In this post, I’m going to be discussing & reviewing a number of different Espresso machines. There isn’t just one kind of Espresso machine, of course, so these reviews are under the categories of: Domestic semi-automatic Espresso machines, Nespresso machines & other pod and disk machines, bean to cup Espresso machines & Prosumer Espresso Machines.
I’ll explain each category too, so you can decide which is for you if you’re not sure at this stage.
To the uninitiated, it would appear that there are cheap Espresso machines and expensive machines and that they’re all essentially the same thing with differing price tags. The fact is though that there are lower cost machines made for the mainstream domestic market (domestic Espresso machines) and there are prosumer machines made for the prosumer market. These are two different types of machines.
Among the domestic machines, there are semi-automatic espresso machines – which work by loading the portafilter with ground coffee beans. There are bean to cup machines which you just load in the whole coffee beans and press the button (some which do the milk texturing for you too). There are also Nespresso machines of course, which aren’t Espresso machines strictly speaking but they’re a good option if you rate convenience highly – and there are other disk / pod coffee machines.
Domestic Espresso machines tend to range from around £50 – £200 for semi-automatic traditional Espresso machines, around the same range for Nespresso machines and other disk and pod machines, and for bean to cup machines up to around £500 on average although there are some bean to cup machines around the thousand pound mark or even higher that are essentially expensive domestic machines rather than true prosumer coffee machines.
It isn’t practical to expect inexpensive domestic machines to be capable of the same results, and to have the same longevity as the much more expensive prosumer machines. It’s not just a case of paying for a brand, cheaper domestic Espresso machines are made completely differently than prosumer and commercial machines, using different kinds of parts (pumps, boilers, heating elements etc), and aren’t capable of the same quality and consistency.
These are higher quality, more capable Espresso machines which are domestic versions of commercial Espresso machines, basically.
Including grinder, you’ll struggle to get set up for less than £600-£700, and ideally, the budget should be at least £1,000 or more. You can save some money by buying used, and these machines are usually very serviceable, so buying used isn’t particularly risky. If you have the budget, you could get a very good setup for the £2,000 – £3,000 mark, but if you’re just starting out you should be able to do it from around £600.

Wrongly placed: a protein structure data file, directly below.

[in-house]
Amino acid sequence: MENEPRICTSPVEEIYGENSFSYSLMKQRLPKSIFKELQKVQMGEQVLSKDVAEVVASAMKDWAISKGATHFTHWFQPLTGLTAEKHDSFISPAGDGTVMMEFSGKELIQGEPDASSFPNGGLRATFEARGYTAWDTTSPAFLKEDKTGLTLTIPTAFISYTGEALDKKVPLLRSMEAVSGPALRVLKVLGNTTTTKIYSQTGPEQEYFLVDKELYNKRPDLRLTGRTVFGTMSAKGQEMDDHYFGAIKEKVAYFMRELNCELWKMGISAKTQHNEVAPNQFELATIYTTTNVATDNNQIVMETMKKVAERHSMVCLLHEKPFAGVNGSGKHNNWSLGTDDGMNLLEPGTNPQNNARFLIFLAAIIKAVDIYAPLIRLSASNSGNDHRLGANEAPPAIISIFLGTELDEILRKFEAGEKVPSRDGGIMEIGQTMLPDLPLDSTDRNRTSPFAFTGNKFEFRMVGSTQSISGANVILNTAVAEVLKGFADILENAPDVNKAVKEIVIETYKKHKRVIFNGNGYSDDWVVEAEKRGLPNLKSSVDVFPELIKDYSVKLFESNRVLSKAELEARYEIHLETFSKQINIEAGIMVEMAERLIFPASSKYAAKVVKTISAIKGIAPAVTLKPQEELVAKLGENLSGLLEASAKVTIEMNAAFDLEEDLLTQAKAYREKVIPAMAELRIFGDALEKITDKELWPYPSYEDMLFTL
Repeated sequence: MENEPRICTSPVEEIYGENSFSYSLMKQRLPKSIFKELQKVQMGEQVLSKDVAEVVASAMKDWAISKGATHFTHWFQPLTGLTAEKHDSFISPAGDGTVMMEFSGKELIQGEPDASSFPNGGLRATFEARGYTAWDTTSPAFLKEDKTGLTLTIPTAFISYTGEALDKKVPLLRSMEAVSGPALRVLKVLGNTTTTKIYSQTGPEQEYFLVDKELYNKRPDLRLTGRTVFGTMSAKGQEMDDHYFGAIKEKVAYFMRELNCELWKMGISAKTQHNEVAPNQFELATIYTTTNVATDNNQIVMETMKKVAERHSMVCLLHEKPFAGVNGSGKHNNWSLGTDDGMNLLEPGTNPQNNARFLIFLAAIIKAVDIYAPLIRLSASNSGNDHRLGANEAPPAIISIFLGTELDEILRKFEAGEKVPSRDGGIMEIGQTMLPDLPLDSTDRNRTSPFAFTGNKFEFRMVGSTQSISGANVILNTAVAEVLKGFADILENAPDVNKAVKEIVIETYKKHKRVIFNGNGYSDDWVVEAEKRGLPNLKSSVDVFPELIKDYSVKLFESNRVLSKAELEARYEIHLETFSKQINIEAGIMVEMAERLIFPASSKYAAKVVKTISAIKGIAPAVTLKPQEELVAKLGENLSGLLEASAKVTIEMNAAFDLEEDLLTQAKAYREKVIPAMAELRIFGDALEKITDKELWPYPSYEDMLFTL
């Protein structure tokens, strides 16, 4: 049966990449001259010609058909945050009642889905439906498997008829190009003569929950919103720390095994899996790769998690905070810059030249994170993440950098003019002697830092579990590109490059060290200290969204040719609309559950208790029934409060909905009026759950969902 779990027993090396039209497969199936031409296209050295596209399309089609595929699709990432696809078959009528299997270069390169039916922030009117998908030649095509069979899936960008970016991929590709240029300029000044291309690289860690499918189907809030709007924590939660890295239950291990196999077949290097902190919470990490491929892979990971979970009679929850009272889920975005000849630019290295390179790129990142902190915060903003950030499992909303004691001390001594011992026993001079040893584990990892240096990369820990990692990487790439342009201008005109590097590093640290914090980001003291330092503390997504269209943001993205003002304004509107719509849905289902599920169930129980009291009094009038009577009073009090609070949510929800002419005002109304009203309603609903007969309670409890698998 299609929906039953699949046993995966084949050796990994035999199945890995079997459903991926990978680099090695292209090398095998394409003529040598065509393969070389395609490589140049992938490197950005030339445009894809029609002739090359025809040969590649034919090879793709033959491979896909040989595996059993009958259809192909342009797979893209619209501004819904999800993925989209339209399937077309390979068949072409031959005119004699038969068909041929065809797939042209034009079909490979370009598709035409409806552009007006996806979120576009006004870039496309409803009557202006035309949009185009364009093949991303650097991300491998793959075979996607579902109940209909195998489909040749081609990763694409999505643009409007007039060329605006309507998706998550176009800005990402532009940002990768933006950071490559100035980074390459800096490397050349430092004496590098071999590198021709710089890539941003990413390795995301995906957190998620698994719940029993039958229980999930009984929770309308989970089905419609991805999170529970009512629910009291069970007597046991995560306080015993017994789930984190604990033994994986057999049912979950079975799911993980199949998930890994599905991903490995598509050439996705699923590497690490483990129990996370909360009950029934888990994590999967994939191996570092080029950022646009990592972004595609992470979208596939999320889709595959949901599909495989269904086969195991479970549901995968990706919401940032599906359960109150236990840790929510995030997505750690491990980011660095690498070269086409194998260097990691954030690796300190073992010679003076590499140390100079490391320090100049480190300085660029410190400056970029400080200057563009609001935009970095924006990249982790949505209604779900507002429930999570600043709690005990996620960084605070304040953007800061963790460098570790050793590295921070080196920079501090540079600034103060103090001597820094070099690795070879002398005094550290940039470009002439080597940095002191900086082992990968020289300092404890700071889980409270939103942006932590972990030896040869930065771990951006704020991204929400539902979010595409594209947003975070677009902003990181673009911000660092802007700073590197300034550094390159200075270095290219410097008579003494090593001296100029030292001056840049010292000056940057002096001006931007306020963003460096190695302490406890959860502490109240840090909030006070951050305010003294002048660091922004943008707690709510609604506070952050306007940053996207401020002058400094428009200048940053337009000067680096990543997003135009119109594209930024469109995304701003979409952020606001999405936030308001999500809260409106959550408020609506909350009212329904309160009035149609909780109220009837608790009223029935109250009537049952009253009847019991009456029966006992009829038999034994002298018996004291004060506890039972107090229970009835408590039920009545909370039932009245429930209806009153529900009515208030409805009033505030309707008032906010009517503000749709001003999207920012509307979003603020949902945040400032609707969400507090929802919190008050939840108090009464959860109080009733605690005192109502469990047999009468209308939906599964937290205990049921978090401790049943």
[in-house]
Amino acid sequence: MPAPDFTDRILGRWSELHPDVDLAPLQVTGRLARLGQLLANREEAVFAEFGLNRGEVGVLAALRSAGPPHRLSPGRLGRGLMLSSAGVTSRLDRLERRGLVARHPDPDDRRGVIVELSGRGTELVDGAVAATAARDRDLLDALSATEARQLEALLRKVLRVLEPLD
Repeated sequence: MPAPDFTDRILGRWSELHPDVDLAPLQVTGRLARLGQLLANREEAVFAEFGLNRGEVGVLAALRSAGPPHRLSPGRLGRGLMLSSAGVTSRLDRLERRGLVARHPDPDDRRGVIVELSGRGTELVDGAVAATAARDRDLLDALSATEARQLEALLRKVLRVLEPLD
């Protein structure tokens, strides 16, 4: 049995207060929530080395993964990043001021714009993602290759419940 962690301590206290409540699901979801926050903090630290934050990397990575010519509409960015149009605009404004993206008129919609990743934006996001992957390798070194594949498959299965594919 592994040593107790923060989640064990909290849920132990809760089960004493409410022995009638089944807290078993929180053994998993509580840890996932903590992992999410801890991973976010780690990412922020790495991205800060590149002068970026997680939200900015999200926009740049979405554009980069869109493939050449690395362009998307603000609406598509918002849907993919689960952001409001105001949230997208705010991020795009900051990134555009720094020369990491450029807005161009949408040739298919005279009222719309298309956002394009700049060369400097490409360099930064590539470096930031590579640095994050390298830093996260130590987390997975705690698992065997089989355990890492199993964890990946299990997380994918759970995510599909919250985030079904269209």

A prosumer machine may be for you, if quality is your number one priority, and if you see yourself as a home Barista.
Being a home Barista is a hobby, and there’s a big difference between someone who just wants to be able to drink Espresso at home, and someone who wants to become a home Barista. I consider myself a budding home Barista, I’m always looking at improving my equipment and my skill, I spend a lot of time making coffee and trying to improve, I’m even going on a Barista training course a bit later this year to improve my abilities. Not everyone treats coffee like a hobby though, and it’s a case of ‘horses for courses’.
The quality of Espresso that a machine can produce, the consistency of shots, and other benefits such as capability to pull shots and steam milk at the same time, and the quality of the steam produced, is all on a sliding scale as you go from the lower end to the higher end of the prosumer machines. For example, prosumer machines at the lower end tend to have vibration pumps and single standard boilers, and no PID (temperature controls), whereas higher up the scale you’ll find machines with heat exchanger boilers (meaning better temperature stability and the ability to pull shots and steam milk simultaneously), or dual boilers, PID, rotary pumps and so on, all features which cost more but improve the performance of the machine.
If you’re going to be making espresso with either a domestic Espresso machine or a prosumer machine, you’ll need a grinder – and the quality of the grinder is very important, forget cheap blade grinders, blades don’t grind they slice, and coffee beans need to be ground, with burrs – so you need a burr grinder.
If you’re expecting to be able to use pre-ground coffee beans or ESE pods instead of using your own grinder, I’d highly recommend that you re-think things, as you’re unlikely to get good results.